Originally Posted by GermanStar
It is extremely difficult to achieve beyond one's ability to dream.
I made almost exactly this same point to a colleague last week - he's making about $40k a year and is now divorced, but lives as if he's impoverished largely due to a history of self-victimization and poor choices.
I certainly don't begrudge people who are happy living with less or who don't strive for personal wealth. Money does not equal happiness...however, having been on welfare as a child, it's damned tough to be happy without it.
Regarding the way this affects the poor, I'm not sure that I ever "saw" or "experienced" someone living my life, except for what I saw on TV. I saw lots of middle-class families on TV - as a child, their lives looked like mine, but as an adult, you can assume that there's way more money in the bank than we had. The lifestyles I idolized were in movies and TV shows where you could see how high the bar could be set. Miami Vice was great for this, as were movies like "Trading Places". I still have Trading Places on DVD - I like watching the opening few minutes, because the life Dan Aykroyd lives is one I'd very much like to.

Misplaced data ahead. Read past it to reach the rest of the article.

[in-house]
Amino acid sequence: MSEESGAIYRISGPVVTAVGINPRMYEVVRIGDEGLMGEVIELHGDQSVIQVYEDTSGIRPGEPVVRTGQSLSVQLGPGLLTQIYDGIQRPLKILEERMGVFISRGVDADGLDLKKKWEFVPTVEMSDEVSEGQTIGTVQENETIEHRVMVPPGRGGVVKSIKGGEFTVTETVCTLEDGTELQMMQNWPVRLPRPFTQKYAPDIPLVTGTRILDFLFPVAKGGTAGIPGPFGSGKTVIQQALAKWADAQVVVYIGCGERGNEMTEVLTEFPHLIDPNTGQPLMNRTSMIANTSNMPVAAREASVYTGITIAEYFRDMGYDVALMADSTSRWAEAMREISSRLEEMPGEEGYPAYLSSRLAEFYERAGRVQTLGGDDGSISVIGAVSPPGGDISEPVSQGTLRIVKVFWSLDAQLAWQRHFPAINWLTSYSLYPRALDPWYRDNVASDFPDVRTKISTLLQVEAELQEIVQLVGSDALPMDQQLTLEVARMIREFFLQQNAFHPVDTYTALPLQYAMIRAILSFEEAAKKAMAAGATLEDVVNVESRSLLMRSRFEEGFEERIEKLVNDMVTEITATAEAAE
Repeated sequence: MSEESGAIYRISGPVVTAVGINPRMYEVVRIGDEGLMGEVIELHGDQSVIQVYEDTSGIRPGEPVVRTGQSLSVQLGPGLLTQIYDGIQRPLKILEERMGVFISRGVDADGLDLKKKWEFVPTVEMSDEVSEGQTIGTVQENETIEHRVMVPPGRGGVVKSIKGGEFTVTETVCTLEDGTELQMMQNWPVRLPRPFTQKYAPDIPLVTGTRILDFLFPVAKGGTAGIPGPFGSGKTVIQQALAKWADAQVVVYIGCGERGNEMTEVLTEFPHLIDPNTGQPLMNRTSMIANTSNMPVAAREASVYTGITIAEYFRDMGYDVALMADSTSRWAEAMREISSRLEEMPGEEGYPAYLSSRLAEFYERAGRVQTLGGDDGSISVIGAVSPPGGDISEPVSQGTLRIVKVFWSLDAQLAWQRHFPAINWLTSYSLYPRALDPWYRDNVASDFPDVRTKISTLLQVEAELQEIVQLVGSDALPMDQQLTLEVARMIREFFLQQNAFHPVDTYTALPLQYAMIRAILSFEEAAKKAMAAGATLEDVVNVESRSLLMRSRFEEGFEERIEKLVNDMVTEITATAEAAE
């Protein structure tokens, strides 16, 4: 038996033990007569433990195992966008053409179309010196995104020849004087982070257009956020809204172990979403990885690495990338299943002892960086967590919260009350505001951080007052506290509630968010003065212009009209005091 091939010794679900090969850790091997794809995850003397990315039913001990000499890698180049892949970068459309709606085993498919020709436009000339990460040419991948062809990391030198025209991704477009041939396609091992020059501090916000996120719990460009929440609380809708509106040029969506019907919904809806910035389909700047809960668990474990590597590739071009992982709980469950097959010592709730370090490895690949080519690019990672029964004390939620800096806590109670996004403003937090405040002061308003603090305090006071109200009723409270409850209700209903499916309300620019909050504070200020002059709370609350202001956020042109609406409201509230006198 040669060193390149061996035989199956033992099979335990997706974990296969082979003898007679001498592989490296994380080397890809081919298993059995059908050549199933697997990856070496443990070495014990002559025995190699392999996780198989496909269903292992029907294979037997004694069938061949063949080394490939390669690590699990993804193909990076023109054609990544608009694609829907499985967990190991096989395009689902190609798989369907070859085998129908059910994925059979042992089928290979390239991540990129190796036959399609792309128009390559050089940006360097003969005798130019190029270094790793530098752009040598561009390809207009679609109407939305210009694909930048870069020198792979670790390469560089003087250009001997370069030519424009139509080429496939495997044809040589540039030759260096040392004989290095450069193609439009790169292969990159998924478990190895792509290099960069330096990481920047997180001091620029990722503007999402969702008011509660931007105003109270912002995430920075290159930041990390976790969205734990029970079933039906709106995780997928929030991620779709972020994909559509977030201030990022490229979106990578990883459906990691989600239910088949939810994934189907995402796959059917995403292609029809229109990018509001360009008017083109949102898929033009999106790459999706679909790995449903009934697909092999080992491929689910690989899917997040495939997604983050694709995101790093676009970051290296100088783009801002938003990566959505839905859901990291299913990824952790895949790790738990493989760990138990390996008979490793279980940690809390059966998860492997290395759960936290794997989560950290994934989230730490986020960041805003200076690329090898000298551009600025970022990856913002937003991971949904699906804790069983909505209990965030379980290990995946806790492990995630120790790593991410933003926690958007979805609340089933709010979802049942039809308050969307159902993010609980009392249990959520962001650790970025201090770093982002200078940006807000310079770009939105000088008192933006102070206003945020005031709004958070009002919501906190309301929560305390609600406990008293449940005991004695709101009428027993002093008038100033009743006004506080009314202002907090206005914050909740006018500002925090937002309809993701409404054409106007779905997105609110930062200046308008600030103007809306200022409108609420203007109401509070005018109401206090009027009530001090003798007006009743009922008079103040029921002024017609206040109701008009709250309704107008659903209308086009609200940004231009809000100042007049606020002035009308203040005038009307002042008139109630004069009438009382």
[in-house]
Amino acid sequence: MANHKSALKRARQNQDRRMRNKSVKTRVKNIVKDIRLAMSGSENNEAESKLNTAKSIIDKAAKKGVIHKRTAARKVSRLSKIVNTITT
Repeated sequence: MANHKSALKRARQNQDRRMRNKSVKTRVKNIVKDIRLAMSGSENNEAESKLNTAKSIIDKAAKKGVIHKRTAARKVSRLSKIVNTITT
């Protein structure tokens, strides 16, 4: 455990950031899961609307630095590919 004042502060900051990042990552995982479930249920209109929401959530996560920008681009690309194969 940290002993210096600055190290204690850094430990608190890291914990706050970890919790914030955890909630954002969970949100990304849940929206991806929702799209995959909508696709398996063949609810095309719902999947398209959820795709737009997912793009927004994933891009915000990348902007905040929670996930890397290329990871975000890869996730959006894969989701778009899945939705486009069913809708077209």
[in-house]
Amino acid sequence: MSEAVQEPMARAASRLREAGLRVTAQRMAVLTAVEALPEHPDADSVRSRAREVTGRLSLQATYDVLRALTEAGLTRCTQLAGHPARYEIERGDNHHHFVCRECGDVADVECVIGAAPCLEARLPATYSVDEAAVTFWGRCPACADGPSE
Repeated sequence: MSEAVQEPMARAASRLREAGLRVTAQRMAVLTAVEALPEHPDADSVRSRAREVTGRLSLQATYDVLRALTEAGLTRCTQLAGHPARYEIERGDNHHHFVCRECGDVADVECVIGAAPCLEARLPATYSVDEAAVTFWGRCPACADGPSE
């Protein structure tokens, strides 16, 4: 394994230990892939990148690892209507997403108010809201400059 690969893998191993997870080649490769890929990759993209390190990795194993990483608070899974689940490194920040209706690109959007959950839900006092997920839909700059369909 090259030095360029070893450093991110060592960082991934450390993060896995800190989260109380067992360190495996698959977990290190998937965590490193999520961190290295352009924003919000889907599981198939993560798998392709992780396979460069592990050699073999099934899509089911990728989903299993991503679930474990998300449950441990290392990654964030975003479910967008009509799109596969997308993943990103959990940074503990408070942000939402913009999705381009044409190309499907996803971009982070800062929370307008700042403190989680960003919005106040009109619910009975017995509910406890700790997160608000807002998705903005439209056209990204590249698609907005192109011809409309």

So perhaps there are people in the world who have never seen a better life - not even on TV - but I seem to think (like McBear) that we're a full generation away from a fix. We have got to eliminate social programs that say implicitly that the rest of us don't think you (poor people) will ever make anything of yourselfes, so we're going to give you some stuff for free that the rest of us get by working for it. As I've said before, we have to brainwash children in poor areas into believing that they can do anything they want, and can achieve anything they set their minds to, and ensuring that self-destructive behaviors are called out as barriers to living a better life (unwed/teen pregnancy, drug abuse, gang membership, etc).
There's not an organization with customers anywhere in the world that would let a failed program go for 50 years without significant change or outright abandonment. Except the U.S. Government, and with welfare. These programs do nothing but make self-hating affluent Americans feel better about themselves. We don't need to abandon any form of government assistance - our "welfare" programs should be providing the type of assistance that McBear and his colleagues provide...give the people who are in genuine need and of sound mind, that bit of help which will get them over the hump.